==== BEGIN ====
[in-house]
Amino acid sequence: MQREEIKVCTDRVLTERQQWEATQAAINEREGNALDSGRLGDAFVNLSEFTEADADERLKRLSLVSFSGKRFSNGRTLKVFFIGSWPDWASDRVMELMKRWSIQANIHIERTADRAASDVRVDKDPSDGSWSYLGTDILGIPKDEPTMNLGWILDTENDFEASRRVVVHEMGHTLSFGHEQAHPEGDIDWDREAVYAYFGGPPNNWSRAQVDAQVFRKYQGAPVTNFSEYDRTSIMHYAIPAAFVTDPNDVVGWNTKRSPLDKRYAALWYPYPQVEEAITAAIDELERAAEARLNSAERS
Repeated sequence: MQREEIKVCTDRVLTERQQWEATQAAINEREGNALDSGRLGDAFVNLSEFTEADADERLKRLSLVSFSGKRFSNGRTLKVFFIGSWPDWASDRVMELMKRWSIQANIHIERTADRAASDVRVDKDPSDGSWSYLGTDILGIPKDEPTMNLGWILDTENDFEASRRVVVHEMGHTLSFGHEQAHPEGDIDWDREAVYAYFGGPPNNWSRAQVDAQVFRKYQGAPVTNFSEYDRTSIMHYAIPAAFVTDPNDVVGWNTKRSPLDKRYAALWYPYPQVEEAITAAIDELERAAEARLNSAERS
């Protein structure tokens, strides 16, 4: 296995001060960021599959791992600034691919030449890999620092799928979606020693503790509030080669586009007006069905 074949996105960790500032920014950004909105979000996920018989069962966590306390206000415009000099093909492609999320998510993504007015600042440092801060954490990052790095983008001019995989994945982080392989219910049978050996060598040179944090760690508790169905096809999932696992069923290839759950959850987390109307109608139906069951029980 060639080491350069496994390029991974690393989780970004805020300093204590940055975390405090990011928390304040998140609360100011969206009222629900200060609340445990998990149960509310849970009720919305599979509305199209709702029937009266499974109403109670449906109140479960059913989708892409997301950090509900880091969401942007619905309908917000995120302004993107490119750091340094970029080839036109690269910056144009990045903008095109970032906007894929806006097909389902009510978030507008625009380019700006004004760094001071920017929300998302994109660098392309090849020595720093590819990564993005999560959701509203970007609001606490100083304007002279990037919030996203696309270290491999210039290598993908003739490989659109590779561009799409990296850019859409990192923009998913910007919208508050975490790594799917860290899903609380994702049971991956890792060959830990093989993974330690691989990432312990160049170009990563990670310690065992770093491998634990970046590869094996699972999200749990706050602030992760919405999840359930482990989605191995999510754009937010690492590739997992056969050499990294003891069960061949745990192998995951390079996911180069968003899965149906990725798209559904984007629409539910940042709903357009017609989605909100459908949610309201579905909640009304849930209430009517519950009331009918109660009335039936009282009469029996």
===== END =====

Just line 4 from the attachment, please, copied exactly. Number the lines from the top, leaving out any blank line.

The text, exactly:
């Protein structure tokens, strides 16, 4: 296995001060960021599959791992600034691919030449890999620092799928979606020693503790509030080669586009007006069905 074949996105960790500032920014950004909105979000996920018989069962966590306390206000415009000099093909492609999320998510993504007015600042440092801060954490990052790095983008001019995989994945982080392989219910049978050996060598040179944090760690508790169905096809999932696992069923290839759950959850987390109307109608139906069951029980 060639080491350069496994390029991974690393989780970004805020300093204590940055975390405090990011928390304040998140609360100011969206009222629900200060609340445990998990149960509310849970009720919305599979509305199209709702029937009266499974109403109670449906109140479960059913989708892409997301950090509900880091969401942007619905309908917000995120302004993107490119750091340094970029080839036109690269910056144009990045903008095109970032906007894929806006097909389902009510978030507008625009380019700006004004760094001071920017929300998302994109660098392309090849020595720093590819990564993005999560959701509203970007609001606490100083304007002279990037919030996203696309270290491999210039290598993908003739490989659109590779561009799409990296850019859409990192923009998913910007919208508050975490790594799917860290899903609380994702049971991956890792060959830990093989993974330690691989990432312990160049170009990563990670310690065992770093491998634990970046590869094996699972999200749990706050602030992760919405999840359930482990989605191995999510754009937010690492590739997992056969050499990294003891069960061949745990192998995951390079996911180069968003899965149906990725798209559904984007629409539910940042709903357009017609989605909100459908949610309201579905909640009304849930209430009517519950009331009918109660009335039936009282009469029996």